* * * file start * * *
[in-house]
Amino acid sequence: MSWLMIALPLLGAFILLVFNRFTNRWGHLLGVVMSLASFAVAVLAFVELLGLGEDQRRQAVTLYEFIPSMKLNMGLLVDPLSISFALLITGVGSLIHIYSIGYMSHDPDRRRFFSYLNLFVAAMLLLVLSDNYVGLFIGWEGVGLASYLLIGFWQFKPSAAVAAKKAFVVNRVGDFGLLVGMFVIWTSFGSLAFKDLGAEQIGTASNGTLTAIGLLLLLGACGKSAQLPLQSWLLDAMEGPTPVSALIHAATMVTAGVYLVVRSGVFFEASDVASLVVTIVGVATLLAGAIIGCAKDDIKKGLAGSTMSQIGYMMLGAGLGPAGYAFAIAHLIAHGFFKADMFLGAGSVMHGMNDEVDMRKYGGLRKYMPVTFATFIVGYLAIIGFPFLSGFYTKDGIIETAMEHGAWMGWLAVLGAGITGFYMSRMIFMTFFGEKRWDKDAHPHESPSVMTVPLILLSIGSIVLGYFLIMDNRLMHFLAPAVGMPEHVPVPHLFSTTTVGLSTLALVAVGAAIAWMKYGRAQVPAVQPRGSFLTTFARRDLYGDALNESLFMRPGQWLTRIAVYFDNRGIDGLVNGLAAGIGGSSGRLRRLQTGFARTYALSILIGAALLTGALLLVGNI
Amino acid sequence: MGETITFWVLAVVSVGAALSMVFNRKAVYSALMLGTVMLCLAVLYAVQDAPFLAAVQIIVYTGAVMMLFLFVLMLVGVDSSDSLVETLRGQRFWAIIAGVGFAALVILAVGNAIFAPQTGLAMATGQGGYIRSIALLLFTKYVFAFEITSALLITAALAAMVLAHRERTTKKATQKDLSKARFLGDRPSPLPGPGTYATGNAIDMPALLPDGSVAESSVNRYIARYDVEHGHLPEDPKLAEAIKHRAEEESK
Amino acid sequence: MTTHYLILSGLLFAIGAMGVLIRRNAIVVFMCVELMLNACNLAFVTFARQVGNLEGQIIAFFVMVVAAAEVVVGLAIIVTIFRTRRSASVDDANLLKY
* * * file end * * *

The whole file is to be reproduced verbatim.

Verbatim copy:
[in-house]
Amino acid sequence: MSWLMIALPLLGAFILLVFNRFTNRWGHLLGVVMSLASFAVAVLAFVELLGLGEDQRRQAVTLYEFIPSMKLNMGLLVDPLSISFALLITGVGSLIHIYSIGYMSHDPDRRRFFSYLNLFVAAMLLLVLSDNYVGLFIGWEGVGLASYLLIGFWQFKPSAAVAAKKAFVVNRVGDFGLLVGMFVIWTSFGSLAFKDLGAEQIGTASNGTLTAIGLLLLLGACGKSAQLPLQSWLLDAMEGPTPVSALIHAATMVTAGVYLVVRSGVFFEASDVASLVVTIVGVATLLAGAIIGCAKDDIKKGLAGSTMSQIGYMMLGAGLGPAGYAFAIAHLIAHGFFKADMFLGAGSVMHGMNDEVDMRKYGGLRKYMPVTFATFIVGYLAIIGFPFLSGFYTKDGIIETAMEHGAWMGWLAVLGAGITGFYMSRMIFMTFFGEKRWDKDAHPHESPSVMTVPLILLSIGSIVLGYFLIMDNRLMHFLAPAVGMPEHVPVPHLFSTTTVGLSTLALVAVGAAIAWMKYGRAQVPAVQPRGSFLTTFARRDLYGDALNESLFMRPGQWLTRIAVYFDNRGIDGLVNGLAAGIGGSSGRLRRLQTGFARTYALSILIGAALLTGALLLVGNI
Amino acid sequence: MGETITFWVLAVVSVGAALSMVFNRKAVYSALMLGTVMLCLAVLYAVQDAPFLAAVQIIVYTGAVMMLFLFVLMLVGVDSSDSLVETLRGQRFWAIIAGVGFAALVILAVGNAIFAPQTGLAMATGQGGYIRSIALLLFTKYVFAFEITSALLITAALAAMVLAHRERTTKKATQKDLSKARFLGDRPSPLPGPGTYATGNAIDMPALLPDGSVAESSVNRYIARYDVEHGHLPEDPKLAEAIKHRAEEESK
Amino acid sequence: MTTHYLILSGLLFAIGAMGVLIRRNAIVVFMCVELMLNACNLAFVTFARQVGNLEGQIIAFFVMVVAAAEVVVGLAIIVTIFRTRRSASVDDANLLKY